Background: A recent patient-tailored ablation protocol to treat atrial fibrillation (AF) consists in identifying ablation sites based on their spatiotemporal dispersion (STD). STD stands for a delay of the cardiac activation observed in intracardiac electrograms (EGMs) through contiguous leads. Interventional cardiologists use PentaRay multipolar mapping catheters to identify STD EGMs visually. This work aims at automatically identifying ablation sites by classifying EGM data acquired by PentaRay into ‘ablated’ vs. ‘non-ablated’ groups using machine learning (ML) techniques.
Materials & Methods: 35563 multichannel recordings are acquired from 15 persistent AF patients at the Cardiology Department of Nice University Hospital. 10 bipolar EGMs composed of 2500 samples each (1000 Hz sampling rate) are recorded per atrial location with the PentaRay. A mapped site is labeled as 'ablated' if its Euclidean distance to an ablated site is inferior to a margin of 5 mm specified by a partner cardiologist. We classify ‘ablated’ vs. ‘non-ablated’ mapped sites using: (1) multivariate logistic regression (MLR) (2) CNN9 a 9 layered convolutional neural network. A binary label identifying whether the mapped site contains STD pattern according to the interventional cardiologist is combined to raw EGMs as classifiers’ input. This additional input can be assimilated to a prior probability in STD-guided ablation. Data augmentation is used to handle the dataset imbalance. We opt for random oversampling, previously proven to enhance the classification AUC by 30%. Dropout is also used to prevent overfitting.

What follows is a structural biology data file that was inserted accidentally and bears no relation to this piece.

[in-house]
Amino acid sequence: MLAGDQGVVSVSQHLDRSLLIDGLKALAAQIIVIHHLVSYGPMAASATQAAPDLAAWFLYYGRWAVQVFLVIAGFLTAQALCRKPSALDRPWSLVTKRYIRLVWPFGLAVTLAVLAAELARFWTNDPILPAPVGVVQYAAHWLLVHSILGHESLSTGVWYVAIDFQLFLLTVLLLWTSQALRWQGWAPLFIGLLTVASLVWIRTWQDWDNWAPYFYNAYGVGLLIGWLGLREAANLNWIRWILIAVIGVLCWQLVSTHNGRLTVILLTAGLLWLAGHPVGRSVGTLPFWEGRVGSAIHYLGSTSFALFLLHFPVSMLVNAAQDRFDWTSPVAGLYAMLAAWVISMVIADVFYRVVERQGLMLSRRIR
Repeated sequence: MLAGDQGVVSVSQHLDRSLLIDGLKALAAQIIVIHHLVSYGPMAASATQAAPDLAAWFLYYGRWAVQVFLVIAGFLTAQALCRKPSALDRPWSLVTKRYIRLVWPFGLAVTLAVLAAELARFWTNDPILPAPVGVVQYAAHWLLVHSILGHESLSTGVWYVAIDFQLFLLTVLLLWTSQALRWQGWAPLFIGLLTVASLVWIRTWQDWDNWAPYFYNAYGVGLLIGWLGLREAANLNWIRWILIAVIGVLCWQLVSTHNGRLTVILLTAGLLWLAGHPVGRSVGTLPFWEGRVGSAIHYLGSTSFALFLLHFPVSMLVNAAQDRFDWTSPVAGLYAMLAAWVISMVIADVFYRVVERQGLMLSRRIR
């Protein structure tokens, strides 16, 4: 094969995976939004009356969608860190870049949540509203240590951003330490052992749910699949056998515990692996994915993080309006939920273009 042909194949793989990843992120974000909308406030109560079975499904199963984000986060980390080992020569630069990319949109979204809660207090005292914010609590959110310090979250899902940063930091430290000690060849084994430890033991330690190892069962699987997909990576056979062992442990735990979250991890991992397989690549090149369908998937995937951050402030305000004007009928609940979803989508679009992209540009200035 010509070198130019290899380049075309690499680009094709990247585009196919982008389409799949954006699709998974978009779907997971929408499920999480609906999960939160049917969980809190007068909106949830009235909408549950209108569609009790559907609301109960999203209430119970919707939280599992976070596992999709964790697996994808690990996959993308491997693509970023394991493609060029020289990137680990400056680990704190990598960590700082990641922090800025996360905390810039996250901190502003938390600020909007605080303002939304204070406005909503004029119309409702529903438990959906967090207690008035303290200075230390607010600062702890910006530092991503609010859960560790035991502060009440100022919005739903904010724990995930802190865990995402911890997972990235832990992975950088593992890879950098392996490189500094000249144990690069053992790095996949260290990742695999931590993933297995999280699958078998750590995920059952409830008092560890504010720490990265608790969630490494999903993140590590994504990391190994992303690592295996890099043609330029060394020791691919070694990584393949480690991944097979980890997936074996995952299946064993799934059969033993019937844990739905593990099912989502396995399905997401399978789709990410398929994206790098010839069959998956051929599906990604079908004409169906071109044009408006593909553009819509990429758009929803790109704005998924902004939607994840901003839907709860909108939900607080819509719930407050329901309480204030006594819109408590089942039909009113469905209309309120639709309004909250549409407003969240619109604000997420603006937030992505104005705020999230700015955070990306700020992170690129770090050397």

Results: Accuracy, AUC, sensitivity and specificity are, respectively, 0.74, 0.79, 0.76 and 0.73 for MLR and 0.77, 0.84, 0.74, 0.79 for CNN9. The CNN9 yields a slightly better performance. More elaborate ML architectures were also tested but did not provide improved results.
Conclusions: ML techniques can automatically identify ablated sites and are thus expected to guide cardiologists in patient-tailored catheter ablation procedures for treating persistent AF.